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The Man Behind The Mosquitoes Pt2

Link - Posted by David on February 25, 2015 @ 6:00 am in

All three of these articles from The Pocono Record cover essentially the same ground. (Today’s and tomorrow’s have pictures of the man himself included.) Here it’s been six years since the first article, and the Oppenheims—Ralph and his wife Shirley—have expanded upon The Magic Puppet World, now adding The Jewelry Fair with handcrafted jewelry; The Luck-Lore Center where patrons can buy amulets and other objects of luck from age-old beliefs; The Humorosity Mart which featured the Oppenheim’s own line of hilarious souvenirs and gift-novelties; and The Trinketorium—exciting jewlry, puppets and novelties for children.

Puppetry reaches zenith at Oppenheim’s

By BILL ZELLERS (The Pocono Record, The Stroudsburgs, PA • 22 July 1972)

SNYDERSVILLE – Puppetry, which can be traced back as far as Greece in 300 B.C., has reached its culmination in the animated figures of Oppenheim’s Magic Puppet World.

Ralph and Shirley Oppenheim have devoted 15 years of their lives to developing this form of entertainment and they have been running their automated show in the poconos for eight years now.

Oppenheim is not sure just what to call the shows he puts on since some of the figures are moved by strings like marionettes, but the fingers pulling the strings are automated and are moved by cams on a drumb.

He takes a couple of months to set up just one of these shows, Oppenheim says. First he has to think up a story for the little figures to act out. After this he must program the figures for each of their moves, each movement of the figures requiring weeks of work.

The intricate moves of each of the puppets has to be gone over time and time again to get them right, he says.

Ballerinas twirl in mini-theater.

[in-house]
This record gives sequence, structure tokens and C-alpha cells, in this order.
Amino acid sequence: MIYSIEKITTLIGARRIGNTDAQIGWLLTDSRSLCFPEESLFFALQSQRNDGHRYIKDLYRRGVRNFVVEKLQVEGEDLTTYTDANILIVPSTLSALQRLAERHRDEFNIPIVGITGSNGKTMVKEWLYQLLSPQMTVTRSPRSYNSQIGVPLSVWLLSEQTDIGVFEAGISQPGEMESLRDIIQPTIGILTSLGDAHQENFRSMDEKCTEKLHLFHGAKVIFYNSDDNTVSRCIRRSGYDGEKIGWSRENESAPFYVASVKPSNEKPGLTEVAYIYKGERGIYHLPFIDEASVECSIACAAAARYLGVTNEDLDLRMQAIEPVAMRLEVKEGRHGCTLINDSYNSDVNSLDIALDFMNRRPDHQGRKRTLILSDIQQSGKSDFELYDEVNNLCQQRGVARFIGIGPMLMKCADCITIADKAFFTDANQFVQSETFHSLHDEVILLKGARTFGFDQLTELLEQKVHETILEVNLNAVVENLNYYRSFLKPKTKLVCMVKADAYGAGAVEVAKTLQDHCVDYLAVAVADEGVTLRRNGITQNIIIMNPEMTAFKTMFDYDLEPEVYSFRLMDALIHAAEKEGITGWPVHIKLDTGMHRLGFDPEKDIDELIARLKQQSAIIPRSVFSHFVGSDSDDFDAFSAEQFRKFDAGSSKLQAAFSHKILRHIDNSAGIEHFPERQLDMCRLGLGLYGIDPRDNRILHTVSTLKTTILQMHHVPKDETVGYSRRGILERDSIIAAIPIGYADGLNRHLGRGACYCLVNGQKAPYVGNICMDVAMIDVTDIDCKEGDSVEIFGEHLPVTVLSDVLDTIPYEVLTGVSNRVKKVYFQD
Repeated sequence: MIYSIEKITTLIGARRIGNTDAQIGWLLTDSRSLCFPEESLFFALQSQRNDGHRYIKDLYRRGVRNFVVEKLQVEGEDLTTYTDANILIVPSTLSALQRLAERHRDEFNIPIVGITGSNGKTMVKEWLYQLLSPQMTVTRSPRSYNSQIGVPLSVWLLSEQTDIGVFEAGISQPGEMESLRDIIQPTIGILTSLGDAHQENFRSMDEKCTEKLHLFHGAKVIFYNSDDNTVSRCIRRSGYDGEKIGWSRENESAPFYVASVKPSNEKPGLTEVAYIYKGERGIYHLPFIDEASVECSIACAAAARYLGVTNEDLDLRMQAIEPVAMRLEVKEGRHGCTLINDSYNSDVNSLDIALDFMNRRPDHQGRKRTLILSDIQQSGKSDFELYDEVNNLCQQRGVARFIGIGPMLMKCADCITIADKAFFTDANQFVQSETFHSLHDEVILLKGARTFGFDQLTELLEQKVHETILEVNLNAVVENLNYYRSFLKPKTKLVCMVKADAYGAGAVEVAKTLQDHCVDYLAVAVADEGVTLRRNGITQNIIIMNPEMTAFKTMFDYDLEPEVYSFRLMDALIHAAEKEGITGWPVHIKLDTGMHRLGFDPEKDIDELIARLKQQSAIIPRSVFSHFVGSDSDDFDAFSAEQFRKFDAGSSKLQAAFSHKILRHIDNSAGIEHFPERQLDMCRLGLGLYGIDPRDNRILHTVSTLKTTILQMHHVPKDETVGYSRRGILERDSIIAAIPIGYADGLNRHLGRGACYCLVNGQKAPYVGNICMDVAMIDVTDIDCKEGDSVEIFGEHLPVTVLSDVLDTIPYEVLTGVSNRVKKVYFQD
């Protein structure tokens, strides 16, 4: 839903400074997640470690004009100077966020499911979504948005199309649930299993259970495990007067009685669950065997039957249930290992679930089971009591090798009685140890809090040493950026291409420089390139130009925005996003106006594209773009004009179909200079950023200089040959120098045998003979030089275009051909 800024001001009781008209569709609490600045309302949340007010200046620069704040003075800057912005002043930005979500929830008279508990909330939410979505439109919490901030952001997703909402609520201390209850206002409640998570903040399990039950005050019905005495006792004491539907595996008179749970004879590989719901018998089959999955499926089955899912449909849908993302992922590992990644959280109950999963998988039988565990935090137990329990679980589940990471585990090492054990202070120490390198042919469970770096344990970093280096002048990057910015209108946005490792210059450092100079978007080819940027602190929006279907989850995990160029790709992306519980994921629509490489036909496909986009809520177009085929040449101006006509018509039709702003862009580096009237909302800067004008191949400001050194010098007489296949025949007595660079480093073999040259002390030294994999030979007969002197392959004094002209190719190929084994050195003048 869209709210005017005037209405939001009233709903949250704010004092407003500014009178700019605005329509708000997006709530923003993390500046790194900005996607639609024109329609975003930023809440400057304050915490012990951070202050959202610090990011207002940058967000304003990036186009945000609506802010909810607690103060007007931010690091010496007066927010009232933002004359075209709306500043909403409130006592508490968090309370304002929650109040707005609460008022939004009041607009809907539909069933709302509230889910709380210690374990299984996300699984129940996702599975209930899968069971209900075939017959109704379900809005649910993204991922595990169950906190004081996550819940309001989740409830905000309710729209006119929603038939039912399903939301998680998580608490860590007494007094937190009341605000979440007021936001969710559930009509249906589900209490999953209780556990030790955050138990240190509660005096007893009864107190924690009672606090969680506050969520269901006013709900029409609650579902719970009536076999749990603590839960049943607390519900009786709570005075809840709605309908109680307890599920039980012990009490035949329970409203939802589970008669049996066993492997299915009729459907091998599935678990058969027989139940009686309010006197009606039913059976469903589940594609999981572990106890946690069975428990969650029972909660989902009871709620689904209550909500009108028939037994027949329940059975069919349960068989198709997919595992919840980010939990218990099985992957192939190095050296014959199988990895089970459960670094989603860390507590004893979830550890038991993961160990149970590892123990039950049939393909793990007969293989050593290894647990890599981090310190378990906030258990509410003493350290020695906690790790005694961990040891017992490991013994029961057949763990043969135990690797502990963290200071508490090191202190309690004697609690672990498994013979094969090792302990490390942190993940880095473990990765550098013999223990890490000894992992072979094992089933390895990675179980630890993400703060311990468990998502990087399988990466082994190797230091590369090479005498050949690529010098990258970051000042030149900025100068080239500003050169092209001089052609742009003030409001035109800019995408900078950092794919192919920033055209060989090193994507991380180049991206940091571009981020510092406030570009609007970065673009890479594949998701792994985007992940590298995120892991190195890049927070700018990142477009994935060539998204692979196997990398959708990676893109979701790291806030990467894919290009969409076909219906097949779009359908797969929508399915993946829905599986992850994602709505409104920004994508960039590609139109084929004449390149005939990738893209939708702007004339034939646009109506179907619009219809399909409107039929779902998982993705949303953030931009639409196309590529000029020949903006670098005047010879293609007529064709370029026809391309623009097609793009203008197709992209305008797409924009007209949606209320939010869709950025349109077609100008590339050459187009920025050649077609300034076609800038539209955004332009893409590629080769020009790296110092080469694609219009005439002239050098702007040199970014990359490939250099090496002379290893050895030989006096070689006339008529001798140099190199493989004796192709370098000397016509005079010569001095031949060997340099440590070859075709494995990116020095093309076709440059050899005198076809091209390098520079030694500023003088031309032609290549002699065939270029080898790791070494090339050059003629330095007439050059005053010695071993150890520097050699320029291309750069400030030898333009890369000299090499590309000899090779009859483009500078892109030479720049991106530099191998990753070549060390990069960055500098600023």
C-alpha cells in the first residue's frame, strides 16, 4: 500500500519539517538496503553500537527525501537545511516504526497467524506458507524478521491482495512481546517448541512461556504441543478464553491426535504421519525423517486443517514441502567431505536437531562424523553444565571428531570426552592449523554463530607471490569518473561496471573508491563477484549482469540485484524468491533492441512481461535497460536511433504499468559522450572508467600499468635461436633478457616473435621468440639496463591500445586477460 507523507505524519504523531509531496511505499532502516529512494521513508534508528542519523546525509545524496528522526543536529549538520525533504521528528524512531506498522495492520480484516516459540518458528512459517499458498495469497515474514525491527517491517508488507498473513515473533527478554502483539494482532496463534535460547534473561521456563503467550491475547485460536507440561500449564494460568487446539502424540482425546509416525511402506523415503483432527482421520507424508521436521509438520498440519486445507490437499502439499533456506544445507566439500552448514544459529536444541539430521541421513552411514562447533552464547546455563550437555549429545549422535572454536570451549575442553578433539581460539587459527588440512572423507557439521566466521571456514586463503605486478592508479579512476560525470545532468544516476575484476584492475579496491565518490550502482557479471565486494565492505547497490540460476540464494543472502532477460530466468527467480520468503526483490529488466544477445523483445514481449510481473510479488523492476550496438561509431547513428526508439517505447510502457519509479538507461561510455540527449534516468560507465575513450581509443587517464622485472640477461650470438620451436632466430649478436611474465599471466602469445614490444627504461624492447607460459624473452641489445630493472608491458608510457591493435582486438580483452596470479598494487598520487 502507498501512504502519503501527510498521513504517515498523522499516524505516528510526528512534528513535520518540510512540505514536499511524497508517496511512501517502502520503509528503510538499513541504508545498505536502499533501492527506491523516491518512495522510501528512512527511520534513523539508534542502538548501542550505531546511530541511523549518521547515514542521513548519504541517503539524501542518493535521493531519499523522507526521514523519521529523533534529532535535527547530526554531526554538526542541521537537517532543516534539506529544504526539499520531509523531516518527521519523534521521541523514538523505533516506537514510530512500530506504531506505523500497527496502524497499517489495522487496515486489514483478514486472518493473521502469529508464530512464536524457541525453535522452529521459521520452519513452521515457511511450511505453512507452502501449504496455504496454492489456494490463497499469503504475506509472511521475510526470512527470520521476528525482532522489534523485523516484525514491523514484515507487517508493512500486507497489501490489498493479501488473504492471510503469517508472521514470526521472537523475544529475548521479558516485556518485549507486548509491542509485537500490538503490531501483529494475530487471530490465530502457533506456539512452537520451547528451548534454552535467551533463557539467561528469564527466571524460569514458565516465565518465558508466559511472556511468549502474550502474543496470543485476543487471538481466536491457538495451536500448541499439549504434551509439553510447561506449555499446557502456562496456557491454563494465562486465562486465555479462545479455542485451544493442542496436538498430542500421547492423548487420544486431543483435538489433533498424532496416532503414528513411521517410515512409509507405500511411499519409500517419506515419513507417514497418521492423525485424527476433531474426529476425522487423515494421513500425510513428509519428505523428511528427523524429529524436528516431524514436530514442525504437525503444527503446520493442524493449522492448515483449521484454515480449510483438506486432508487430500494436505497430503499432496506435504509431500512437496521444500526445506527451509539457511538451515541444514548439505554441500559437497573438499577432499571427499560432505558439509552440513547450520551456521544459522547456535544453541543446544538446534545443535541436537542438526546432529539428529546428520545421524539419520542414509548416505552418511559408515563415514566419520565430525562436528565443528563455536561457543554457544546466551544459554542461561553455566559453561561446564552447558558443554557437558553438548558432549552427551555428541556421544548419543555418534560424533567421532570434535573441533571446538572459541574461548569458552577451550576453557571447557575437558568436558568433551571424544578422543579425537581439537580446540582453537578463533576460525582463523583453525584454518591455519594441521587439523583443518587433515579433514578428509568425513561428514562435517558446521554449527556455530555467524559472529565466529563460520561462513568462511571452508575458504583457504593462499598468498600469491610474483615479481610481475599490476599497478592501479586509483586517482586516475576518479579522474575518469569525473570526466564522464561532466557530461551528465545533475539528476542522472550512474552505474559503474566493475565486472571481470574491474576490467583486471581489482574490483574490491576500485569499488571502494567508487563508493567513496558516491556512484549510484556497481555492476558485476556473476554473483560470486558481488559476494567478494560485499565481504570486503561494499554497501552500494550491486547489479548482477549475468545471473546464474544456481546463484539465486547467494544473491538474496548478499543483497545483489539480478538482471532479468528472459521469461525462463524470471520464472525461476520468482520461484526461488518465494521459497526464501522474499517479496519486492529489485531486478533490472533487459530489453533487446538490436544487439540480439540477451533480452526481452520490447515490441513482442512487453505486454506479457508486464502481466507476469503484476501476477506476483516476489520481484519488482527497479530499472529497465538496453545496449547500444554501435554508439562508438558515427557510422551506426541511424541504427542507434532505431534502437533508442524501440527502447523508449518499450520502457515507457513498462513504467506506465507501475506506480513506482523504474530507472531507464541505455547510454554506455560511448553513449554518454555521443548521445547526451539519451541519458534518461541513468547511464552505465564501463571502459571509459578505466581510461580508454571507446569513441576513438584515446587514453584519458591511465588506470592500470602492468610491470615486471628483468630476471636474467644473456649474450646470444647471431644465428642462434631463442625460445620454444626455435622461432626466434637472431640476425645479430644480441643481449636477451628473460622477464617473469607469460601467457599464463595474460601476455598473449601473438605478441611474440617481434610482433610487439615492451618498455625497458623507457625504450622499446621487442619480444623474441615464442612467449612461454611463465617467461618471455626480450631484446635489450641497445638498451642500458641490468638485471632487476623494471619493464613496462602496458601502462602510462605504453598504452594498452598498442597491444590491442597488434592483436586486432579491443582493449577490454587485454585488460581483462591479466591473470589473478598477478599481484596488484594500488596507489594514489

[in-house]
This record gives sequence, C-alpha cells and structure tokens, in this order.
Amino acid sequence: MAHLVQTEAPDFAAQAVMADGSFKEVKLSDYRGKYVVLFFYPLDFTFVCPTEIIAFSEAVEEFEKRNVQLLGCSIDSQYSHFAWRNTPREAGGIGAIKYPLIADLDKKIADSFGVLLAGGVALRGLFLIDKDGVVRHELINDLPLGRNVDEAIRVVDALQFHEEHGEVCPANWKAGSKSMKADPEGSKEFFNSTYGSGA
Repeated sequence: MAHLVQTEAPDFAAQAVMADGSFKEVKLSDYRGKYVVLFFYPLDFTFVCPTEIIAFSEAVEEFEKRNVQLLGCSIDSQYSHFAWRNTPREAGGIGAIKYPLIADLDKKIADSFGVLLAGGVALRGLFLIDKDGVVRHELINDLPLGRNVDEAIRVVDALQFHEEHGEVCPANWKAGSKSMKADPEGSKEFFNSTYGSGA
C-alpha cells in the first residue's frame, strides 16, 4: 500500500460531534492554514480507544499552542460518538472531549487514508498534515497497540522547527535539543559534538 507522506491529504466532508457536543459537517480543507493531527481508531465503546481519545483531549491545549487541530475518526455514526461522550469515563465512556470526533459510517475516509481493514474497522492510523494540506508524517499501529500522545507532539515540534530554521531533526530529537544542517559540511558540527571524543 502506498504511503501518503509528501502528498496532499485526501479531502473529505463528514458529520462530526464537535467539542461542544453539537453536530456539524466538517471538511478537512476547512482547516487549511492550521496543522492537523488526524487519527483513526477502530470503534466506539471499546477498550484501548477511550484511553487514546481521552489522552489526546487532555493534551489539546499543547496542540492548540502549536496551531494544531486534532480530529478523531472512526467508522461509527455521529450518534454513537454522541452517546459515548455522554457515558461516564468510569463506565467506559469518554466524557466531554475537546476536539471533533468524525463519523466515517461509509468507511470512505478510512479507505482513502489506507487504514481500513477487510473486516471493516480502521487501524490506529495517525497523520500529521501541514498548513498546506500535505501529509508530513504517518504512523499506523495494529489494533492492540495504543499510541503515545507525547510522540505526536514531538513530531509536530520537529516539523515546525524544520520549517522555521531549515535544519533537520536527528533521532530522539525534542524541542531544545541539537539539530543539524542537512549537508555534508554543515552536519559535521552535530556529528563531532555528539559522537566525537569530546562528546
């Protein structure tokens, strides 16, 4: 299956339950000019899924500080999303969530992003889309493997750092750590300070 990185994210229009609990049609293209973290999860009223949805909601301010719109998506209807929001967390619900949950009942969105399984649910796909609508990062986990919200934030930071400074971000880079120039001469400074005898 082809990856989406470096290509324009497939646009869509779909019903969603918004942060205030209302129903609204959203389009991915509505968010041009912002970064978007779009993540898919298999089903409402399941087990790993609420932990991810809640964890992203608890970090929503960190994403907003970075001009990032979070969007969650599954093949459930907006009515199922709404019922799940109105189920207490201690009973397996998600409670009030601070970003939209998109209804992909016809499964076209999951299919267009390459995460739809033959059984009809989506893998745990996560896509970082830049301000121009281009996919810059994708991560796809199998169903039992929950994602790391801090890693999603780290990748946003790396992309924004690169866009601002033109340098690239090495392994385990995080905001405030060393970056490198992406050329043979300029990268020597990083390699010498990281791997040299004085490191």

One of his creations, a ballet with seven ballerinas, took a year to create. It look him three months just to get one ballerina to move down a set of stairs.

The staging is also important in these shows. Oppenheim likes the small three-inch puppets better, because they can be moved more easily and can act out a more detailed story on the small stage and are more impressionistic.

Fearsome Gulliver, four-and-a-half-foot marionette, glares down from stand along Lilliput Road at Oppenheim’s Magic Puppet World—one of many puppets moved by automated mechanisms.

The larger puppels such as a four-foot Gulliver and a shoemaker and elves are controlled by wires from underneath. This allows for more fluid movement, he says.

Seventeen shows make up the program at the puppet world. Lilliput road goes by the stages of the three-inch puppets, which act out shows that run for one minute each.

All the stories for the shows are ones that Oppenheim has thought up or that come from fairy tales. Other are acts, such as the lion tamer act, and some acrobats.

Oppenheim carves all his figures himself and has put on industrial shows for companies such as Bell Telephone and Westinghouse.

His shows are not only for children, but interest adults as well.

Ralph and Shirley Oppenheim take in the sun in front of the Magic Puppet World and a board bearing examples of good luck charms sold in the World adjunct, Luck Lore Center. (Staff photos by Bill Zellers)

In front of the barn which holds the automated puppetry is the Jewelry Fair and the Luck Lore Center. The Jewelry Fair contains ceramics and wood earrings, pins, rings and Bobos for string ties made especially for children.

The Luck Lore center is a new feature at the puppet world. Here are replicas of all sorts of amulets and good luck charms based on ancient beliefs.

There are signs of the zodiac, African fetish charms, South American and Middle Eastern amulets, a tranquility amulet and a Teraphim with divining stones which is supposed to help people make important decisions.

“I don’t guarantee that they will work,” Oppenheim says, “but the psychological effect of believing in one might leave you with a better feeling.”

Magic Puppet World is on business Route 209 between Snydersville and Sciota. It is open from 10 a.m. to 6 p.m. daily from May 30 until Labor Day.

An ad for Oppenheim’s Magic Puppet World from 1972 showing the diversification that the Oppenheims had expanded to.